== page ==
Multimedia Storytelling documentary projects helped students cope with pandemic
Students in the Department of English, Communications and Media’s Multimedia Storytelling class always get a chance to learn challenging new techniques when it comes to storytelling — like learning the Adobe Creative Suite, operating a DSLR camera and editing footage into a documentary. But as they wrapped up the 2019-2020 academic year, their efforts took on an even bigger meaning in the midst of a global pandemic.
“The central heart of the class is utilizing the media theory they’ve learned before coming to see me,” said Gary Vaspol, adjunct faculty for Multimedia Storytelling. “And then I … take those ideas and concepts, and teach the students how to put them in motion with actual camera shootings, writing the scripts, teleprompters and editing.”
One of the big assignments of the class is to produce a mini-documentary. Because students had to go remote during the pandemic, being apart and handling some of the required skillsets to complete their documentaries was admittedly tough — but Vaspol was so proud of what students were able to produce from their homes.
“I asked them to document their COVID-19 experience in a creative manner — showing us what’s going on in their lives and how they responded in such abnormal circumstances,” Vaspol described. “Give me some story here.” He also decided to give them an option to document other subjects, in case COVID-19 was too heavy of a topic for them, and he wanted to be sensitive to that.
Not too many of the students had cameras, so they had to become backpack journalists with iPhones documenting their stories, according to Vaspol. Students were able to download the Adobe Creative Suite onto their laptops for free until May 31 so they could edit their projects at home.
Alongside U.S. students, Vaspol had students from Japan, Sweden, Uruguay and Egypt in his class, and he is very proud of the work they’ve produced — some from across the globe.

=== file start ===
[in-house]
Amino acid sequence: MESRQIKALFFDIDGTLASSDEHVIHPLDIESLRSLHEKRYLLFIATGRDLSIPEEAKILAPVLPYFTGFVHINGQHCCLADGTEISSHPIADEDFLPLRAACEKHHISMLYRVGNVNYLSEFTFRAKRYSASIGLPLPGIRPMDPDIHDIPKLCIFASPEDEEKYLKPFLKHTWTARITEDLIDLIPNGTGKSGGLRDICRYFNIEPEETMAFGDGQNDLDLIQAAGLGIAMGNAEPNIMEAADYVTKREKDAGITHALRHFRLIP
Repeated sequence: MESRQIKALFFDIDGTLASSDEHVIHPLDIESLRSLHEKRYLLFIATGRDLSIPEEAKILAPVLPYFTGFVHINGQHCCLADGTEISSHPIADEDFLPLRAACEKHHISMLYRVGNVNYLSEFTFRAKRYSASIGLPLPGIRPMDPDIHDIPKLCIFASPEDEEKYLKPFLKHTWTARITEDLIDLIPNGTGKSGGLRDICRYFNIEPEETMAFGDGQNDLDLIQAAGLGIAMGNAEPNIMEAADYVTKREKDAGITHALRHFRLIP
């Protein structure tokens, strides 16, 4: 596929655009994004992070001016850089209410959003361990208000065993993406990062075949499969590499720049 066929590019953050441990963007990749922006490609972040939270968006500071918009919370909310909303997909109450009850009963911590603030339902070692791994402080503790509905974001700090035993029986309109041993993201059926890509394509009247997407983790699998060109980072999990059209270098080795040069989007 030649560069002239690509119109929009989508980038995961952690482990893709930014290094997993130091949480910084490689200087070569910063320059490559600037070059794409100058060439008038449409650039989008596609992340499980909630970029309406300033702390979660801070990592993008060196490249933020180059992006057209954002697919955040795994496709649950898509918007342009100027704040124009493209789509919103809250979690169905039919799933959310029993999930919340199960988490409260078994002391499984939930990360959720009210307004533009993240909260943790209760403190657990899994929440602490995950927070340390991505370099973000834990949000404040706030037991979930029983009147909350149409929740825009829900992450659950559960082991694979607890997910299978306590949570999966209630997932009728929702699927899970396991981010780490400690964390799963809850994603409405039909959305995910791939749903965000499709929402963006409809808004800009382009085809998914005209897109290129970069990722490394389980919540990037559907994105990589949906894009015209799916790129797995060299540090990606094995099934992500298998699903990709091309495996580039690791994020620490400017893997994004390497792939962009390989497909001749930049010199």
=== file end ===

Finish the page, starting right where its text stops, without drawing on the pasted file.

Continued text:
“They’re doing outstanding work,” he said.
Student multimedia mini-documentary projects
Here are a handful of the Multimedia Storytelling mini-documentary projects, along with some insights from the students as to their experience making these projects.
Maria Dayana Tolosa Zugarramurdi, FLTA Fulbright Scholar
Maria Dayana Tolosa Zugarramurdi is from Uruguay. Her field of study is education and teaching English as a foreign language, and she heard about Salve Regina after she applied to the FLTA Fulbright Scholarship. During her exchange experience, she taught Spanish at Salve Regina and at Pell School, and she held Spanish language tables, movie nights and cultural activities. Her mini-documentary focused mainly on many of the international students who remained on campus during the pandemic and their thoughts and reactions to what was going on.
“Creating my multimedia project was the highlight of the quarantine,” Zugarramurdi said. “It really helped me analyze our lives at Salve before and after the COVID-19 outbreak with perspective, and it gave me a purpose during those times. Also, it worked as a linking factor between all the international students that were staying on campus. It gave us the space we needed to be transparent about our fears, thoughts and concerns.”
Ahna Baccala ’20, marketing major with communications minor
Ahna Baccala, who lives in Providence, Rhode Island, was intrigued to learn more about topics within multimedia. Because she was a marketing major while at Salve Regina, she wanted to learn more about how to create and promote original content online, and this class was extremely beneficial to get her feet wet. Baccala chose to make her documentary about her Italian family, because they were her biggest support team during the coronavirus.
“My family is very close-knit,” Baccala described. “We all live in the same neighborhood, so I see them very frequently. Due to the pandemic and quarantine, we did not get to celebrate Easter as a family for the first time, which was a big adjustment for all of us. My family is big on holidays, so I wanted to use this opportunity to document our traditions since we couldn’t carry them out as we usually do.”
Frida Noren ’21, Exchange Student
Friday Noren is originally from Gothenburg, Sweden, but she is studying at the University of the Sunshine Coast in Queensland, Australia. In 2019-2020, she was doing two semesters abroad at Salve Regina, and as an English communications major with a social media minor, she felt that Multimedia Storytelling would be an ideal fit for her to take in order to learn how to tell good stories.
Noren chose to tackle the subject of surfing, since she was forced to remain on campus during the quarantine due to being an international student. “The mini-documentary was probably my favorite project,” she said. “Being in quarantine with friends who were surfing almost every day, I just felt like that would be the perfect topic. It was easy to get a lot of B-roll footage, but putting it together with music and using the elements of a documentary was the best part!”